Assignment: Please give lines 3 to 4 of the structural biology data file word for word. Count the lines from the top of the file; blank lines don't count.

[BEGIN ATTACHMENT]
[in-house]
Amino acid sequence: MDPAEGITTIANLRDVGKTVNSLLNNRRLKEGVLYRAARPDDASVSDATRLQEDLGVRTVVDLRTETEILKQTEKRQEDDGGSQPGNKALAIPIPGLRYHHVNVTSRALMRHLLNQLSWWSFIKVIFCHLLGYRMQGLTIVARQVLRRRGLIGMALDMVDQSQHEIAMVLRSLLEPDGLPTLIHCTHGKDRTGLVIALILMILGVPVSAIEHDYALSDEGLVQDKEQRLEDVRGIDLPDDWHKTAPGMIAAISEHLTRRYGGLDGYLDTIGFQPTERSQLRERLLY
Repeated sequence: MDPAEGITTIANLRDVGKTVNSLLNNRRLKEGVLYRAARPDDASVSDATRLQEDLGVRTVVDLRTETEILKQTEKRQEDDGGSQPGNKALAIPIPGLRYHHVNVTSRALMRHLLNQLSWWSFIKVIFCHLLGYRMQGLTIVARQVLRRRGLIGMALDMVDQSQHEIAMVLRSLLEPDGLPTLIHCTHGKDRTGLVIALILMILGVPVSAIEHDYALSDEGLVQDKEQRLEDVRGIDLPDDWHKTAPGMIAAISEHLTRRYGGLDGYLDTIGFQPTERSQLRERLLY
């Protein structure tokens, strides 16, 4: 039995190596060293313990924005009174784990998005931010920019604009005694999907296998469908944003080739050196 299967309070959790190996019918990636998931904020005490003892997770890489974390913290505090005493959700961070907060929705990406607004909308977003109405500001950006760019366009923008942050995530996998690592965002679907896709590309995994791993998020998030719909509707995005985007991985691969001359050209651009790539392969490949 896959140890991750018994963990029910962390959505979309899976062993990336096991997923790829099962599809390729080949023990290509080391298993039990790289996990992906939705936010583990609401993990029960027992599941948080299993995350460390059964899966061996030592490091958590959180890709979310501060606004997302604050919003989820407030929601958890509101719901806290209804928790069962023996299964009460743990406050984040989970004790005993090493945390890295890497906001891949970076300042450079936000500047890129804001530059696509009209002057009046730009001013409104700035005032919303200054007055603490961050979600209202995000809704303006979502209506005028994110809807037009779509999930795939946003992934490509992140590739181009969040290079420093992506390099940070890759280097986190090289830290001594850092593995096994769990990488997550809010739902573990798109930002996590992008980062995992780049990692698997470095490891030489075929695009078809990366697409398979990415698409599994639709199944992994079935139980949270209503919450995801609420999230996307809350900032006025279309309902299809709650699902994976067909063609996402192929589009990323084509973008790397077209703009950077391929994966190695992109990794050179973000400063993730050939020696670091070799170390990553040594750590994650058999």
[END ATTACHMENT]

Repeated sequence: MDPAEGITTIANLRDVGKTVNSLLNNRRLKEGVLYRAARPDDASVSDATRLQEDLGVRTVVDLRTETEILKQTEKRQEDDGGSQPGNKALAIPIPGLRYHHVNVTSRALMRHLLNQLSWWSFIKVIFCHLLGYRMQGLTIVARQVLRRRGLIGMALDMVDQSQHEIAMVLRSLLEPDGLPTLIHCTHGKDRTGLVIALILMILGVPVSAIEHDYALSDEGLVQDKEQRLEDVRGIDLPDDWHKTAPGMIAAISEHLTRRYGGLDGYLDTIGFQPTERSQLRERLLY
């Protein structure tokens, strides 16, 4: 039995190596060293313990924005009174784990998005931010920019604009005694999907296998469908944003080739050196 299967309070959790190996019918990636998931904020005490003892997770890489974390913290505090005493959700961070907060929705990406607004909308977003109405500001950006760019366009923008942050995530996998690592965002679907896709590309995994791993998020998030719909509707995005985007991985691969001359050209651009790539392969490949 896959140890991750018994963990029910962390959505979309899976062993990336096991997923790829099962599809390729080949023990290509080391298993039990790289996990992906939705936010583990609401993990029960027992599941948080299993995350460390059964899966061996030592490091958590959180890709979310501060606004997302604050919003989820407030929601958890509101719901806290209804928790069962023996299964009460743990406050984040989970004790005993090493945390890295890497906001891949970076300042450079936000500047890129804001530059696509009209002057009046730009001013409104700035005032919303200054007055603490961050979600209202995000809704303006979502209506005028994110809807037009779509999930795939946003992934490509992140590739181009969040290079420093992506390099940070890759280097986190090289830290001594850092593995096994769990990488997550809010739902573990798109930002996590992008980062995992780049990692698997470095490891030489075929695009078809990366697409398979990415698409599994639709199944992994079935139980949270209503919450995801609420999230996307809350900032006025279309309902299809709650699902994976067909063609996402192929589009990323084509973008790397077209703009950077391929994966190695992109990794050179973000400063993730050939020696670091070799170390990553040594750590994650058999």